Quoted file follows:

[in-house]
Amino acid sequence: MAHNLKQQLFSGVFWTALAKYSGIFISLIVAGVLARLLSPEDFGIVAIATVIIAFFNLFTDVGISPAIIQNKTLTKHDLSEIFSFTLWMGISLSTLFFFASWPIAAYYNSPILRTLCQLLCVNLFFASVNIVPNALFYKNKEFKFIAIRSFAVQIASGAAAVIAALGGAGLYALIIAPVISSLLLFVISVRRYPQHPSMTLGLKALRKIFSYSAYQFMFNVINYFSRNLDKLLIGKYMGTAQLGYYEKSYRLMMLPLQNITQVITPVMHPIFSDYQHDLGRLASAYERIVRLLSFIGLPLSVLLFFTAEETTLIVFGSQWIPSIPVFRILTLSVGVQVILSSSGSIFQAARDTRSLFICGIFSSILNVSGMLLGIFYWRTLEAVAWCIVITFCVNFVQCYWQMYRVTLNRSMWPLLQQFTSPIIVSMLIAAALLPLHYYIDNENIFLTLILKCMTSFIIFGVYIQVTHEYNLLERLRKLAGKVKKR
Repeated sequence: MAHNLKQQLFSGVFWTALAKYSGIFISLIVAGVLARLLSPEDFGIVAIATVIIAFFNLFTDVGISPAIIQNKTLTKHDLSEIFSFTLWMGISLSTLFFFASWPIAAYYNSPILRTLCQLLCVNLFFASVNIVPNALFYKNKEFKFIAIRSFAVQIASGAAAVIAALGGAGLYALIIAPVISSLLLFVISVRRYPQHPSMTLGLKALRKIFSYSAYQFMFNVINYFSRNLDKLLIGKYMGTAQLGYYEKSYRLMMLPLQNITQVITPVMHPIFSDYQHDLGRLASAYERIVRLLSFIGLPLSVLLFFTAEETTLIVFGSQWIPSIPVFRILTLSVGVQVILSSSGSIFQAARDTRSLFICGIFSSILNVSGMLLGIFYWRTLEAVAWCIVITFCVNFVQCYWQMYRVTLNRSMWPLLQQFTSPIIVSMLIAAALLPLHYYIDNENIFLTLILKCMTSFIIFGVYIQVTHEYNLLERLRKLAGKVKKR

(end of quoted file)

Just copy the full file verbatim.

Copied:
[in-house]
Amino acid sequence: MAHNLKQQLFSGVFWTALAKYSGIFISLIVAGVLARLLSPEDFGIVAIATVIIAFFNLFTDVGISPAIIQNKTLTKHDLSEIFSFTLWMGISLSTLFFFASWPIAAYYNSPILRTLCQLLCVNLFFASVNIVPNALFYKNKEFKFIAIRSFAVQIASGAAAVIAALGGAGLYALIIAPVISSLLLFVISVRRYPQHPSMTLGLKALRKIFSYSAYQFMFNVINYFSRNLDKLLIGKYMGTAQLGYYEKSYRLMMLPLQNITQVITPVMHPIFSDYQHDLGRLASAYERIVRLLSFIGLPLSVLLFFTAEETTLIVFGSQWIPSIPVFRILTLSVGVQVILSSSGSIFQAARDTRSLFICGIFSSILNVSGMLLGIFYWRTLEAVAWCIVITFCVNFVQCYWQMYRVTLNRSMWPLLQQFTSPIIVSMLIAAALLPLHYYIDNENIFLTLILKCMTSFIIFGVYIQVTHEYNLLERLRKLAGKVKKR
Repeated sequence: MAHNLKQQLFSGVFWTALAKYSGIFISLIVAGVLARLLSPEDFGIVAIATVIIAFFNLFTDVGISPAIIQNKTLTKHDLSEIFSFTLWMGISLSTLFFFASWPIAAYYNSPILRTLCQLLCVNLFFASVNIVPNALFYKNKEFKFIAIRSFAVQIASGAAAVIAALGGAGLYALIIAPVISSLLLFVISVRRYPQHPSMTLGLKALRKIFSYSAYQFMFNVINYFSRNLDKLLIGKYMGTAQLGYYEKSYRLMMLPLQNITQVITPVMHPIFSDYQHDLGRLASAYERIVRLLSFIGLPLSVLLFFTAEETTLIVFGSQWIPSIPVFRILTLSVGVQVILSSSGSIFQAARDTRSLFICGIFSSILNVSGMLLGIFYWRTLEAVAWCIVITFCVNFVQCYWQMYRVTLNRSMWPLLQQFTSPIIVSMLIAAALLPLHYYIDNENIFLTLILKCMTSFIIFGVYIQVTHEYNLLERLRKLAGKVKKR